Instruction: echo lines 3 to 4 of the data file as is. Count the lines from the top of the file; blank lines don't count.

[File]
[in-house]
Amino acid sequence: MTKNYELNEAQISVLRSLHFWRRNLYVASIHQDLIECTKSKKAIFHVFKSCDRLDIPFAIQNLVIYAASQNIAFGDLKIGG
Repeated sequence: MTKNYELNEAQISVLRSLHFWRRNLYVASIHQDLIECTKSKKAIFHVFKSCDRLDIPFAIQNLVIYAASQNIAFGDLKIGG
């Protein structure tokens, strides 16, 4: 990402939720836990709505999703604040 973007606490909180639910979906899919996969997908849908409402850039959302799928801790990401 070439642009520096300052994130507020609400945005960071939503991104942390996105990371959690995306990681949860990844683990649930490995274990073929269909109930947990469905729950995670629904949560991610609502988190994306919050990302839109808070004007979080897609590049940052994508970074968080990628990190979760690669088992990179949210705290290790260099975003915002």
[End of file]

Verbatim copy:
Repeated sequence: MTKNYELNEAQISVLRSLHFWRRNLYVASIHQDLIECTKSKKAIFHVFKSCDRLDIPFAIQNLVIYAASQNIAFGDLKIGG
């Protein structure tokens, strides 16, 4: 990402939720836990709505999703604040 973007606490909180639910979906899919996969997908849908409402850039959302799928801790990401 070439642009520096300052994130507020609400945005960071939503991104942390996105990371959690995306990681949860990844683990649930490995274990073929269909109930947990469905729950995670629904949560991610609502988190994306919050990302839109808070004007979080897609590049940052994508970074968080990628990190979760690669088992990179949210705290290790260099975003915002």